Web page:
A Happy Death

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“That’s the whole spiritual life. It’s learning how to die. And as you learn how to die, you start losing all your illusions, and you start being capable now of true intimacy and love.” – Eugene Peterson

Happy isn’t an adjective that is typically used to describe death, instead, death is often thought about in morose terms.  It is an uncomfortable subject and one we prefer to not think about – that is until we’re confronted with it.

Sixth Century Wisdom

Saint Benedict, Sixth Century patriarch of Western Monasticism, is considered to be the patron of a happy death.  Benedict died shortly after receiving communion, while standing, supported by the brothers at Montecassino, with his arms outstretched toward heaven.

Benedict, in his “Rule“, expressed the importance of keeping death before our eyes daily, so that we might focus our gaze on God and the moment before us, instead of ourselves and our fears.

When I received a diagnosis of non-Hodgkin’s Lymphoma over six years ago, my initial reaction was one of fear – fear of death, and fear of the unknown.  I was reminded at that very moment, that I was not in control – God was.  It was a lesson I needed to learn, and that is how a God who loves me, got my attention.

In the book, Red Sea Rules by Robert J Morgan, J Hudson Taylor is quoted as saying, “I know He tries me only to increase my faith, and that is all in love. Well, if He is glorified, I am content.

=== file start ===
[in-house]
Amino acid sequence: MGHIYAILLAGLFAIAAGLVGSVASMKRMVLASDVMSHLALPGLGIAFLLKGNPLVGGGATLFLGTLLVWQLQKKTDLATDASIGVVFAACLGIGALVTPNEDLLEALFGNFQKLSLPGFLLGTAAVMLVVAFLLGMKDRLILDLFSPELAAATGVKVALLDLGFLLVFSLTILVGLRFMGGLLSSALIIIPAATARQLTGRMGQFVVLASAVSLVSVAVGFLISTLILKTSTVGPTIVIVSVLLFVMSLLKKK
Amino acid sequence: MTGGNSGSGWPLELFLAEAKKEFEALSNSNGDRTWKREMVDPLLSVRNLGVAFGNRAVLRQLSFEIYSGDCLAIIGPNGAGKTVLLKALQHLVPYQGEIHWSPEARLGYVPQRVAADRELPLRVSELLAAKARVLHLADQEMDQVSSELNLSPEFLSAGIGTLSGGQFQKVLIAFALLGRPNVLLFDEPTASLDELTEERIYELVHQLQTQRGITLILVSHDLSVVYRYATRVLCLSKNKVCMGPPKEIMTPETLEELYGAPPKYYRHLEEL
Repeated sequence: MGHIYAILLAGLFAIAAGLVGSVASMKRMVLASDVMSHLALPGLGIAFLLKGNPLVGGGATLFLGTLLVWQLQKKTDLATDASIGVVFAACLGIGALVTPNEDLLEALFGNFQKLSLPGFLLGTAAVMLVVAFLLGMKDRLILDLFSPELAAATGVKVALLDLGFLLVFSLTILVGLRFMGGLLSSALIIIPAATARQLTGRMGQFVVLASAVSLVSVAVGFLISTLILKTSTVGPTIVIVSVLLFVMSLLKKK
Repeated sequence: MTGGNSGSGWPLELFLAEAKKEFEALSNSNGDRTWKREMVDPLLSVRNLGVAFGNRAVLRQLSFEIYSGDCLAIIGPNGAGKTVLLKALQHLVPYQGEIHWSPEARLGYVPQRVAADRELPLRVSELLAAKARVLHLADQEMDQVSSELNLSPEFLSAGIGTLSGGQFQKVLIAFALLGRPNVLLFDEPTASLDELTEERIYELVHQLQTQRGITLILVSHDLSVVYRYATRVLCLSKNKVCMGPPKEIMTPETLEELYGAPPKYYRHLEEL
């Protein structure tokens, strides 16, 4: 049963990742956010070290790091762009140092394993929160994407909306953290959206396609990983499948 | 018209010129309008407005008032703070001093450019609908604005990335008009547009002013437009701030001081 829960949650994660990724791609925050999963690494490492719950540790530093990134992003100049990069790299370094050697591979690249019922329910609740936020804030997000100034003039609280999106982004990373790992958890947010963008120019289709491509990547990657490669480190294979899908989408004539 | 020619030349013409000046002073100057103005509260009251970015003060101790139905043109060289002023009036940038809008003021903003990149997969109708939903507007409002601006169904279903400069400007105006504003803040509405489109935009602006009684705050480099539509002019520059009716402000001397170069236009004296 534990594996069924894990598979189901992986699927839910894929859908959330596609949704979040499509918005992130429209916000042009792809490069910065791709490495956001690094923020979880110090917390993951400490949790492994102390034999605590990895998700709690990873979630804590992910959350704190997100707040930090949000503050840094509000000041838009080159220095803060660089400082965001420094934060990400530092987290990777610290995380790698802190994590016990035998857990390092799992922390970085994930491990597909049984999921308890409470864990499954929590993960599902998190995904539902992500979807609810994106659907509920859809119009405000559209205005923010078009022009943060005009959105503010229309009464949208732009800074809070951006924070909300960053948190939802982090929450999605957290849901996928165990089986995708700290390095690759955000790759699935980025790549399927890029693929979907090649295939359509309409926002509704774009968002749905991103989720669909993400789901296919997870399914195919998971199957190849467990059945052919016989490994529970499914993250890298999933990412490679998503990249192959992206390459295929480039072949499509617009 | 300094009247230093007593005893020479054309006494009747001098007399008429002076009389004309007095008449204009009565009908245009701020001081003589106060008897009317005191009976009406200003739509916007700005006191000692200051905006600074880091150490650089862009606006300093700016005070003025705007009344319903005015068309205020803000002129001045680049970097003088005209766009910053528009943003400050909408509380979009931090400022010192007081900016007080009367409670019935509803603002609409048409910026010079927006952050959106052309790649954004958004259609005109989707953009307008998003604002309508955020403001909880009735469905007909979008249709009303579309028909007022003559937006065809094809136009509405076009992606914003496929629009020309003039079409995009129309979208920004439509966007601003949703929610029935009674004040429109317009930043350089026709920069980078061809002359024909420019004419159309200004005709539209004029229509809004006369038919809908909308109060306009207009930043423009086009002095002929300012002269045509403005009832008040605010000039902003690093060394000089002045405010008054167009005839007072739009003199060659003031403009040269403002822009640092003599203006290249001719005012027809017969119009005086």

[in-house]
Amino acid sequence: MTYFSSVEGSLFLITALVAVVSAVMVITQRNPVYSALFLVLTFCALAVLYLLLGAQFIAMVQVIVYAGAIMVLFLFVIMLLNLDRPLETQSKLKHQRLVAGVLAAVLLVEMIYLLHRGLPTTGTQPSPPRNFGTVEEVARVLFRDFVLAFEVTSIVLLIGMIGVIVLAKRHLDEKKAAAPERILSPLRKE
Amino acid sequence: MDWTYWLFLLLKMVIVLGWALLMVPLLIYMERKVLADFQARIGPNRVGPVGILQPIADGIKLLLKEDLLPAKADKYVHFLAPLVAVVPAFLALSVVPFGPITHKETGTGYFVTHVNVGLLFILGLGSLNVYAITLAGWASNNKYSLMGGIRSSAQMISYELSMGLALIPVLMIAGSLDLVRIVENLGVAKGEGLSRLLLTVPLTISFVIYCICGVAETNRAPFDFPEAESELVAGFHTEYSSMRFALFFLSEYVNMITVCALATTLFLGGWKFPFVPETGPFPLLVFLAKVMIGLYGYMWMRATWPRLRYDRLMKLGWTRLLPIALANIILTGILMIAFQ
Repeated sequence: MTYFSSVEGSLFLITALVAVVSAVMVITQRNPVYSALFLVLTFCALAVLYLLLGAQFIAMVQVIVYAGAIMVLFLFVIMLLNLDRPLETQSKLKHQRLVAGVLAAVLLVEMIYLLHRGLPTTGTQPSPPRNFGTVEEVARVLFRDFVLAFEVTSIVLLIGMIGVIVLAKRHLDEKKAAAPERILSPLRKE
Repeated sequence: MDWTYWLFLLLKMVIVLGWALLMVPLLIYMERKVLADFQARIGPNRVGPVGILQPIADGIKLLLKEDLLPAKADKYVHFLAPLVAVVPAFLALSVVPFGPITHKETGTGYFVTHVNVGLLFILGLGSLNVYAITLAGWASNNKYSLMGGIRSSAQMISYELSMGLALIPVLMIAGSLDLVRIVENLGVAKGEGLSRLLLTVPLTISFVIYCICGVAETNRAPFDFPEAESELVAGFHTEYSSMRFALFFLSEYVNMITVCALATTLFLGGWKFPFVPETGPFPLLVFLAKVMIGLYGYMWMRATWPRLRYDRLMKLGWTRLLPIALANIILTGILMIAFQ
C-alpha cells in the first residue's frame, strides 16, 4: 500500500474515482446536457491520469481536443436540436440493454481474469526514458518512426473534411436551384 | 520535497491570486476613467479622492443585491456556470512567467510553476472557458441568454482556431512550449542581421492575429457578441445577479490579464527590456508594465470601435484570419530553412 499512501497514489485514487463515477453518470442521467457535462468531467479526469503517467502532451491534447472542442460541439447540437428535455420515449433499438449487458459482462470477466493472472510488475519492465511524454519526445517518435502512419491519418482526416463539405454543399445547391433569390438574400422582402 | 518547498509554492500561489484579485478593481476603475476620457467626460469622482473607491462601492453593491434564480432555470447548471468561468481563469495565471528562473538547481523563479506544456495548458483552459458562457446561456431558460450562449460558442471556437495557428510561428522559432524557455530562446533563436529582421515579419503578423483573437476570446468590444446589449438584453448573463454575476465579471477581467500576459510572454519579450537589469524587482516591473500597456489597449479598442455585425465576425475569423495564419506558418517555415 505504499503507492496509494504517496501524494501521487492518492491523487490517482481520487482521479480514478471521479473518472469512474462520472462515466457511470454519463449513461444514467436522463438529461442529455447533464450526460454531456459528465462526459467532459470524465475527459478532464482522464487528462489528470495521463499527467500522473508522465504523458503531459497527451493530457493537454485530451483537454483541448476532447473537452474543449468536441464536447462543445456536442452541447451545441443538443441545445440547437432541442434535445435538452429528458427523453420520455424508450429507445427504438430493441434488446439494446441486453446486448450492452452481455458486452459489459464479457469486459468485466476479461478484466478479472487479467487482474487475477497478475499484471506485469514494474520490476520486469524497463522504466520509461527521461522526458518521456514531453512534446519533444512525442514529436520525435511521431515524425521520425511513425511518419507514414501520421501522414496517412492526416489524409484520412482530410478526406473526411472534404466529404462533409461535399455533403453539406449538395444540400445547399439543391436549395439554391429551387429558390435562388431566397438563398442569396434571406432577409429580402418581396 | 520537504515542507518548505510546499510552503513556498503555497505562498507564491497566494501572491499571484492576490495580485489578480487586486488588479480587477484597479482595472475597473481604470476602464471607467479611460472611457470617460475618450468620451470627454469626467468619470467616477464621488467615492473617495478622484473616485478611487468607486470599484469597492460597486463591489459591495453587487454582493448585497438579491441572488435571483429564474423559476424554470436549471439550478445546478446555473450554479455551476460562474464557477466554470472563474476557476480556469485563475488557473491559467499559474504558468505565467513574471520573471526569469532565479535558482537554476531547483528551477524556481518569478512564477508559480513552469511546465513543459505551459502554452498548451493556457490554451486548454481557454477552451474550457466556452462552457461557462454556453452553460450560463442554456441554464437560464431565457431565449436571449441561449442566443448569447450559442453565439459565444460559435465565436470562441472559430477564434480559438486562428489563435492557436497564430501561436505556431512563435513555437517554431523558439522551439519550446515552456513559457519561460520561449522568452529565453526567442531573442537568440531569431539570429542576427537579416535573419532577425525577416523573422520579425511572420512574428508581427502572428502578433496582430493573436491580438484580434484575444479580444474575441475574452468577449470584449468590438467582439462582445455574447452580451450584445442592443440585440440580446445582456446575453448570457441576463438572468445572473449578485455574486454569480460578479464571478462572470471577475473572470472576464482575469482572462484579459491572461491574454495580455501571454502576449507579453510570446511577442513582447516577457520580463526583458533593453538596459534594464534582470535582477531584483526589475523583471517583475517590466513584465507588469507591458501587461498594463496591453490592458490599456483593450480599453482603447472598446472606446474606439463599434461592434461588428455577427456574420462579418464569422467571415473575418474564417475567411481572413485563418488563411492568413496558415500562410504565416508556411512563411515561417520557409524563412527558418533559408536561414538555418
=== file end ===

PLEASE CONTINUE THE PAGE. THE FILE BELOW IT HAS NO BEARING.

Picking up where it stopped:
Although not a Catholic by faith, I wear the Medal of Saint Benedict.  Inscribed around the margins of one side of the medal, are the Latin words: Eius in obitu nostro praesentia muniamur, which translated means “May we be strengthened by his presence in the hour of our death!”

Catholic theologians describe a “happy death“, as being in a state of grace or peace, at the moment we pass from this life into eternal life – the finish line of the race which was set before us.


John Henry Newman, 19th Century theologian, poet, and converted Anglican priest, wrote the perennial “Prayer for A Happy Death,”  in which he asks that “my angel whisper peace to me, and Thy glorious saints and my own dear patrons smile on me, that in and through them all I may die as I desire to live, in Thy Church, in Thy faith, and in Thy love.”

A Great Cloud of Witnesses


Hebrews 12:1 reminds us that we are surrounded by a great cloud of witnesses [or as Cardinal Newman referred to in his prayer as, Thy glorious saints and my own dear patrons] to the life of faith.

When we first read Hebrews 12:1, we may get a mystical image of saints scattered throughout a big white billowy cloud, however the word “cloud” in this verse, is actually translated from the Greek word nephos.  In classical Greek times, the word cloud (nephos) also described the highest seats in a coliseum – a distinction given due to how high up in the air they were.


So now imagine being surrounded by a coliseum of witnesses – who, having gone before us, have seen their faith manifested or become sight.  Now imagine that same cloud of witnesses surrounding you as you take your last breath.

Psalm 23:4 also reassures us, that when we face the shadow of death, God will be there to comfort us.  I believe this to be the state of grace that theologians refer to.

Maybe the reason we can have a happy death, is that we won’t face it alone.